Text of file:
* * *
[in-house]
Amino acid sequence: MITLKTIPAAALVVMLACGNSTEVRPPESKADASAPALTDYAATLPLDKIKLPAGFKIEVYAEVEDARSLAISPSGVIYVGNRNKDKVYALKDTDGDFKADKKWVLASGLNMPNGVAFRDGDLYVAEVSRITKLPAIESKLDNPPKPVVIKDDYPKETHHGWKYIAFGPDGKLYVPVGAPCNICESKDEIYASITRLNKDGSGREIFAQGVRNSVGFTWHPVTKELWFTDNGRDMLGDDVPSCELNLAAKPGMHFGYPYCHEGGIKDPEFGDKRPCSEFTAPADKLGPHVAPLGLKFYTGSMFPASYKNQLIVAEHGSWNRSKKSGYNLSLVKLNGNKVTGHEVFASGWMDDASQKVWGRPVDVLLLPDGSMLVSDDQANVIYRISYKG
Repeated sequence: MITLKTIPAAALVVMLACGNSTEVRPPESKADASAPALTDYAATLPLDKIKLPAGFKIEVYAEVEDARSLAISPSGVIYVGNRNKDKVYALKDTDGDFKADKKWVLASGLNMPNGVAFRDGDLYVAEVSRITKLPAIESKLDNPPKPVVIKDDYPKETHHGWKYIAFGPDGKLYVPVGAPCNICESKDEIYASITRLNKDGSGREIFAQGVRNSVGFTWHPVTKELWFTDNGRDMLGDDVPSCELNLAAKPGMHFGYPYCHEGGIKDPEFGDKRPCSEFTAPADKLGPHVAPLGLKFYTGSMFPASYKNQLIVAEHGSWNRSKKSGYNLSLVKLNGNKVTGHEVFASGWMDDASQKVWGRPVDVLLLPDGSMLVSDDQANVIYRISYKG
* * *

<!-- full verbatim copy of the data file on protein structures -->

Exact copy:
[in-house]
Amino acid sequence: MITLKTIPAAALVVMLACGNSTEVRPPESKADASAPALTDYAATLPLDKIKLPAGFKIEVYAEVEDARSLAISPSGVIYVGNRNKDKVYALKDTDGDFKADKKWVLASGLNMPNGVAFRDGDLYVAEVSRITKLPAIESKLDNPPKPVVIKDDYPKETHHGWKYIAFGPDGKLYVPVGAPCNICESKDEIYASITRLNKDGSGREIFAQGVRNSVGFTWHPVTKELWFTDNGRDMLGDDVPSCELNLAAKPGMHFGYPYCHEGGIKDPEFGDKRPCSEFTAPADKLGPHVAPLGLKFYTGSMFPASYKNQLIVAEHGSWNRSKKSGYNLSLVKLNGNKVTGHEVFASGWMDDASQKVWGRPVDVLLLPDGSMLVSDDQANVIYRISYKG
Repeated sequence: MITLKTIPAAALVVMLACGNSTEVRPPESKADASAPALTDYAATLPLDKIKLPAGFKIEVYAEVEDARSLAISPSGVIYVGNRNKDKVYALKDTDGDFKADKKWVLASGLNMPNGVAFRDGDLYVAEVSRITKLPAIESKLDNPPKPVVIKDDYPKETHHGWKYIAFGPDGKLYVPVGAPCNICESKDEIYASITRLNKDGSGREIFAQGVRNSVGFTWHPVTKELWFTDNGRDMLGDDVPSCELNLAAKPGMHFGYPYCHEGGIKDPEFGDKRPCSEFTAPADKLGPHVAPLGLKFYTGSMFPASYKNQLIVAEHGSWNRSKKSGYNLSLVKLNGNKVTGHEVFASGWMDDASQKVWGRPVDVLLLPDGSMLVSDDQANVIYRISYKG